David Icke Resurrects Blood Libel
Icke is beyond a joke figure peddling “”New Age conspiracism” after this.
Monday 28th July. 2014.
And while it is true that many of the ‘enlightened’ countries of the West such as America, Great Britain and others who worship at the altar of money, power and empire and who therefore engage in this modern-day form of human sacrifice known as serial warfare in appeasing these dark gods, there is one country in particular whose involvement in the grisly, gory business of human sacrifice operates on a very different, personal, primal, and primitive level, and that country of course is Israel.
Whereas the aforementioned countries deal in death not necessarily for death’s sake but rather as an unavoidable consequence of attaining the blessings that the aforementioned gods of money and power bring, when it comes to Israel however, the shedding of blood–innocent, defenseless blood–holds particular ‘sentimental’ significance.
More personal than just business, when it comes to the trappings, teachings and traditions of Judaism, blood is as intrinsic to its identity as bread and wine are within some Christian ceremonies. It is, after all, that ‘old time religion’ that functions as the beating heart of the Jewish state and which sustains and maintains who it is, what it is, what it does, and how it lives.’
Sunday 27th July.
More in the same vein.
The Rothschilds own 80% of Israel, according to Simon Schama. They built the Israeli Supreme Court. They own Reuters and the Associated Press (AP), the two biggest media agencies in the world. They have a controlling share in the Royal Dutch oil company, the Bank of England and the LBMA (London Bullion Market Association). They foment wars, install presidents, dethrone kings and bankrupt nations, such is their power.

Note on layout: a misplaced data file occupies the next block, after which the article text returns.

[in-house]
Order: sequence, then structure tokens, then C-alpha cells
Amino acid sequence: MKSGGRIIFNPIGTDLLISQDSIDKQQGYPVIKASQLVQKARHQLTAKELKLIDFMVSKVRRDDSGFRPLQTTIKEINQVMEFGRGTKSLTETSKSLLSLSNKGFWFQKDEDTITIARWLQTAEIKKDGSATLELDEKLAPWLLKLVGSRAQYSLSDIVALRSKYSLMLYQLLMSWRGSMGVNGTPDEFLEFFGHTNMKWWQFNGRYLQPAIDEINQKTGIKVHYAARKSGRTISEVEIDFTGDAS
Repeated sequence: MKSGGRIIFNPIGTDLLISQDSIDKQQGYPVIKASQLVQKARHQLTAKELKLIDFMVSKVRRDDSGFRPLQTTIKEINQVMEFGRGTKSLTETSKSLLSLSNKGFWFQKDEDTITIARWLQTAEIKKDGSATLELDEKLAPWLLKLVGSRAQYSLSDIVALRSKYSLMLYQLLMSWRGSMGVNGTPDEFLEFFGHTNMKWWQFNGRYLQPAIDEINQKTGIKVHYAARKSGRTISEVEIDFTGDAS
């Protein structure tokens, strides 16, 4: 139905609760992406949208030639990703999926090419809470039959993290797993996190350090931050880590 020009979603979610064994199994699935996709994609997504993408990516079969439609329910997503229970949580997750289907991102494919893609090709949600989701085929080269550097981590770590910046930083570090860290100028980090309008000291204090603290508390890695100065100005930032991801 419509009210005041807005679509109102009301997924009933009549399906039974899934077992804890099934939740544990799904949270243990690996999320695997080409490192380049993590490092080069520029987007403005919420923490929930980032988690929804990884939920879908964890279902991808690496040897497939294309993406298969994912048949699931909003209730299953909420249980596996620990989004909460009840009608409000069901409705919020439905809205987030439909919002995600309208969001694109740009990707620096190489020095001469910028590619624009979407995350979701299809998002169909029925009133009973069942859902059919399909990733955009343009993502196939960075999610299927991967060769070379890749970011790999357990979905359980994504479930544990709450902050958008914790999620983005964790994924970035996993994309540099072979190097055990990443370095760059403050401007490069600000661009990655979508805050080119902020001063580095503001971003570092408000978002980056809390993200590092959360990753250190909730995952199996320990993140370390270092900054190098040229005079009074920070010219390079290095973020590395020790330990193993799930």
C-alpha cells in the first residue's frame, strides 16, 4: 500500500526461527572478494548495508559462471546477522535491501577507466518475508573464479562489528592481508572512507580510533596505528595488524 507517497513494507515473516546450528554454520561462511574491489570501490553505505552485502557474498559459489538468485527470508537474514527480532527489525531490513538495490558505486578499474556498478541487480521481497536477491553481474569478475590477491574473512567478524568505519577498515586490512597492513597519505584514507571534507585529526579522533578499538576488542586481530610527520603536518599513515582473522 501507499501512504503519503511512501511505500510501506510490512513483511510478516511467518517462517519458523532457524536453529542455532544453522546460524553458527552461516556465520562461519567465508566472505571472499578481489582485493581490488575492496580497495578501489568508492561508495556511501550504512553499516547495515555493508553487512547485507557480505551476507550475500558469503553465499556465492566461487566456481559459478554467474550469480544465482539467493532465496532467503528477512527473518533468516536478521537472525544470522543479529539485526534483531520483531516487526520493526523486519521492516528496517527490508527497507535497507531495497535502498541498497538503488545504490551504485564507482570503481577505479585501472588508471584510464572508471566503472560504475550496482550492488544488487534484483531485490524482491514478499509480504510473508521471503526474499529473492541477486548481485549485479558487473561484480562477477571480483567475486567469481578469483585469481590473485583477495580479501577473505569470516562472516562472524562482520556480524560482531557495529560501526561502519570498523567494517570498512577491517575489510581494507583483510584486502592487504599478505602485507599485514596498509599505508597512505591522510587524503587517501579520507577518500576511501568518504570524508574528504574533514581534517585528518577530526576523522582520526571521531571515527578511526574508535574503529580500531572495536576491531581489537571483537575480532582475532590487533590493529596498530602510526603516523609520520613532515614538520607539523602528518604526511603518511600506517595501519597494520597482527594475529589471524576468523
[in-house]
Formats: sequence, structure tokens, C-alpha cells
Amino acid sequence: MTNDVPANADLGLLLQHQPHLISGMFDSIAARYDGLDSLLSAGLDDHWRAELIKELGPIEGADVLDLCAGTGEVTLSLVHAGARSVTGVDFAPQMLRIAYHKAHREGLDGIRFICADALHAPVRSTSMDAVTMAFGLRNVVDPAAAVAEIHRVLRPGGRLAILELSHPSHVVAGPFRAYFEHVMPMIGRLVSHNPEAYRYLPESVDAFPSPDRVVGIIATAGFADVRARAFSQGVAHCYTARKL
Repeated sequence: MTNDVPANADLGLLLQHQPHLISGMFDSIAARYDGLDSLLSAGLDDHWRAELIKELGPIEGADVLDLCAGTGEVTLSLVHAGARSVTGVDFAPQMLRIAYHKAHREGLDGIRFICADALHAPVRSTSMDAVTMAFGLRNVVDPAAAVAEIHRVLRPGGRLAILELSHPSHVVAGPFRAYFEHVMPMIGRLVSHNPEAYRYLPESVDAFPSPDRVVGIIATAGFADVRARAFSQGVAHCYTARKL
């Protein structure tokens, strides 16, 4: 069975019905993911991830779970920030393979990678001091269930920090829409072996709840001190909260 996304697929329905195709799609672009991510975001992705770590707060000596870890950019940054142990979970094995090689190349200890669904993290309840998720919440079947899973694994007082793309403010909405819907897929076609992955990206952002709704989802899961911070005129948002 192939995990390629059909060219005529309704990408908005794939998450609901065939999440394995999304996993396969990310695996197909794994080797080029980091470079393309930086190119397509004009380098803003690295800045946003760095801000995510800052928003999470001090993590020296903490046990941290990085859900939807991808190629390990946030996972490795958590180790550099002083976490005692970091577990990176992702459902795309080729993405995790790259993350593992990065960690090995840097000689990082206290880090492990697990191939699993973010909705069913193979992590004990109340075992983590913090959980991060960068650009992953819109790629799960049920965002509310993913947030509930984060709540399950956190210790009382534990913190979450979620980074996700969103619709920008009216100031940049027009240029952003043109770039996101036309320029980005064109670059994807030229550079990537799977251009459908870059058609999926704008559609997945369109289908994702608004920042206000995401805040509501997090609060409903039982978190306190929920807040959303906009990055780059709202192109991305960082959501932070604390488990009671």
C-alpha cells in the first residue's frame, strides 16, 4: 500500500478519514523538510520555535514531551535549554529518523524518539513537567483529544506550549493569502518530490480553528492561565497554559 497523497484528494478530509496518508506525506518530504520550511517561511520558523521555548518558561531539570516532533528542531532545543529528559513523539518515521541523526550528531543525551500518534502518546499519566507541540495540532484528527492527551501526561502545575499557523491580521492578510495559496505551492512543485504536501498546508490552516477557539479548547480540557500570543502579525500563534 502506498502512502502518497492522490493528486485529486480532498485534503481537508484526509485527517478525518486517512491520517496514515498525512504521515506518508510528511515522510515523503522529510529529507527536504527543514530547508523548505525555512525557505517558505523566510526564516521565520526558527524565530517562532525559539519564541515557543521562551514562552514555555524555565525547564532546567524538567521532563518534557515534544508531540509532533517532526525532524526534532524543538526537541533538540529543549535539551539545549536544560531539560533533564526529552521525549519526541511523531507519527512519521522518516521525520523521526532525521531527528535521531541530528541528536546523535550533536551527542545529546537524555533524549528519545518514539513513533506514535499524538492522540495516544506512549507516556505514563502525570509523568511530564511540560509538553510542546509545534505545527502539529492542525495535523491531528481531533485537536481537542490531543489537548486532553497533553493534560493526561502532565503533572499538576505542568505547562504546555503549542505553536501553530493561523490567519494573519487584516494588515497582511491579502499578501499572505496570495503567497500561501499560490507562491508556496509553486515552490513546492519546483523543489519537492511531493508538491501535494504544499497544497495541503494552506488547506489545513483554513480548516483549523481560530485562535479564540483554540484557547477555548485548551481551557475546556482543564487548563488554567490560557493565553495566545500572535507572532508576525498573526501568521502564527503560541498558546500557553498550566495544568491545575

The Rothschilds typically operate behind the scenes. In the case of Israel, the Rothschilds engineered WWI and waited until 1917 when Britain was in trouble. The Rothschilds then promised the British Government that they could get the US to enter WWI (on the side of Britain) and thus ensure Britain’s victory of Germany et al. However, they wanted something in return: Palestine. Thus the Balfour Declaration was created, which is an official letter from the British Government Foreign Secretary James Balfour to Baron Rothschild. It states that: ” His Majesty’s government view with favour the establishment in Palestine of a national home for the Jewish people, and will use their best endeavours to facilitate the achievement of this object.”’
Icke is already known for his view that ,”The ‘Jewish homeland’ was from the start a Rothschild fiefdom orchestrated through the global secret society network of interbreeding families known as the Illuminati.”
In the present context these expressions of hate have become more vehement and potentially damaging.
Humanists Show the Way Forward.
Faith Schools Undercover: No Clapping in Class (Monday 14th July at 8pm on Channel 4) revealed:
- Exclusively that even before the so-called anonymous ‘Trojan Horse’ letter came to light the Prime Minister’s office had been warned of what was going on
- Claims by current and former members of staff at Park View – one of the schools implemented in the ‘Trojan Horse’ allegations – that male pupils were given worksheets saying women couldn’t say no to sex with their husbands and also girls at the school were sent home from a sports event because only a male coach was present
- The ultra-Orthodox Haredi Jewish schools in the London Borough of Hackney ‘operating illegally and without the most basic health, safety and child welfare checks’. Channel 4 Dispatches has shocking evidence that Hackney Council, the Department for Education and Ofsted have all known about the schools for years
The programme began with concerns at Oldknow Academy Birmingham. A parent had complained at Christmas not being celebrated and got short shrift. He wrote to the PM.
The most important item was on Park View school,
A former teacher said, on camera, but anonymously that,
“about 60 male pupils were given a worksheet saying women couldn’t say no to sex with their husbands.